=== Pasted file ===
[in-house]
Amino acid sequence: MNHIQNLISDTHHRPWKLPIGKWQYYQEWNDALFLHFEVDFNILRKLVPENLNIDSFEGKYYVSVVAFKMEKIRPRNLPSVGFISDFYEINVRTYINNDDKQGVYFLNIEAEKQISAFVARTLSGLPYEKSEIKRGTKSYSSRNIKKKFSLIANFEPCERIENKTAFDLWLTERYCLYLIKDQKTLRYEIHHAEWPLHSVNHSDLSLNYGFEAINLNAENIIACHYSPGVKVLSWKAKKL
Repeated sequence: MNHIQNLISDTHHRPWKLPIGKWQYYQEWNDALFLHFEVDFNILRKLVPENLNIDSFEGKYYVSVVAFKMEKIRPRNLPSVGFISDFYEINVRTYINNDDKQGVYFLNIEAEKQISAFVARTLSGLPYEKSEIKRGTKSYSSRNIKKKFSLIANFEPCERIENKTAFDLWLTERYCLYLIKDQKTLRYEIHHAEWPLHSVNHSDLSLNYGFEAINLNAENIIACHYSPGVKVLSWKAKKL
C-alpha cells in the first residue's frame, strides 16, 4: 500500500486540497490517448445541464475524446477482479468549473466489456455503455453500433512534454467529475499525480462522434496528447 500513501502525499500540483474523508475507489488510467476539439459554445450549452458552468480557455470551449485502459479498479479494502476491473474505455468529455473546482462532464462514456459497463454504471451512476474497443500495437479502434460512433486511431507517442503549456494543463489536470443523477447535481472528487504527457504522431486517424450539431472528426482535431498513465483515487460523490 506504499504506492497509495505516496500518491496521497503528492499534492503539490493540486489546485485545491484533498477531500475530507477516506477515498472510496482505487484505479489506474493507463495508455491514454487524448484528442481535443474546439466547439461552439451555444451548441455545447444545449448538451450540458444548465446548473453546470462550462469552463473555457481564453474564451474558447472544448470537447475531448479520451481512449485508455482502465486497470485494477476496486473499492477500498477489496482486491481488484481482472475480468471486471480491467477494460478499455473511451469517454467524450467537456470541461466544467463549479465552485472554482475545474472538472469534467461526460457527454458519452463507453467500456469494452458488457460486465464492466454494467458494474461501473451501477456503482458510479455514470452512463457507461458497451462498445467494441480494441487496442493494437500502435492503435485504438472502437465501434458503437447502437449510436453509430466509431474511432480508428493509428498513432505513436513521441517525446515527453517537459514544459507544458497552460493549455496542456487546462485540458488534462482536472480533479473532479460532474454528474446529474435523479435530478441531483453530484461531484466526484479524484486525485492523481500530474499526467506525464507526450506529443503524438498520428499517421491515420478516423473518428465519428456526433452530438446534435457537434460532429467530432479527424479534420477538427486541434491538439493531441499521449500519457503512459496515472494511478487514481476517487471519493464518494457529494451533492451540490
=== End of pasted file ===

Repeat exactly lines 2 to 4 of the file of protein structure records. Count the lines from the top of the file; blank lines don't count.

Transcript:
Amino acid sequence: MNHIQNLISDTHHRPWKLPIGKWQYYQEWNDALFLHFEVDFNILRKLVPENLNIDSFEGKYYVSVVAFKMEKIRPRNLPSVGFISDFYEINVRTYINNDDKQGVYFLNIEAEKQISAFVARTLSGLPYEKSEIKRGTKSYSSRNIKKKFSLIANFEPCERIENKTAFDLWLTERYCLYLIKDQKTLRYEIHHAEWPLHSVNHSDLSLNYGFEAINLNAENIIACHYSPGVKVLSWKAKKL
Repeated sequence: MNHIQNLISDTHHRPWKLPIGKWQYYQEWNDALFLHFEVDFNILRKLVPENLNIDSFEGKYYVSVVAFKMEKIRPRNLPSVGFISDFYEINVRTYINNDDKQGVYFLNIEAEKQISAFVARTLSGLPYEKSEIKRGTKSYSSRNIKKKFSLIANFEPCERIENKTAFDLWLTERYCLYLIKDQKTLRYEIHHAEWPLHSVNHSDLSLNYGFEAINLNAENIIACHYSPGVKVLSWKAKKL
C-alpha cells in the first residue's frame, strides 16, 4: 500500500486540497490517448445541464475524446477482479468549473466489456455503455453500433512534454467529475499525480462522434496528447 500513501502525499500540483474523508475507489488510467476539439459554445450549452458552468480557455470551449485502459479498479479494502476491473474505455468529455473546482462532464462514456459497463454504471451512476474497443500495437479502434460512433486511431507517442503549456494543463489536470443523477447535481472528487504527457504522431486517424450539431472528426482535431498513465483515487460523490 506504499504506492497509495505516496500518491496521497503528492499534492503539490493540486489546485485545491484533498477531500475530507477516506477515498472510496482505487484505479489506474493507463495508455491514454487524448484528442481535443474546439466547439461552439451555444451548441455545447444545449448538451450540458444548465446548473453546470462550462469552463473555457481564453474564451474558447472544448470537447475531448479520451481512449485508455482502465486497470485494477476496486473499492477500498477489496482486491481488484481482472475480468471486471480491467477494460478499455473511451469517454467524450467537456470541461466544467463549479465552485472554482475545474472538472469534467461526460457527454458519452463507453467500456469494452458488457460486465464492466454494467458494474461501473451501477456503482458510479455514470452512463457507461458497451462498445467494441480494441487496442493494437500502435492503435485504438472502437465501434458503437447502437449510436453509430466509431474511432480508428493509428498513432505513436513521441517525446515527453517537459514544459507544458497552460493549455496542456487546462485540458488534462482536472480533479473532479460532474454528474446529474435523479435530478441531483453530484461531484466526484479524484486525485492523481500530474499526467506525464507526450506529443503524438498520428499517421491515420478516423473518428465519428456526433452530438446534435457537434460532429467530432479527424479534420477538427486541434491538439493531441499521449500519457503512459496515472494511478487514481476517487471519493464518494457529494451533492451540490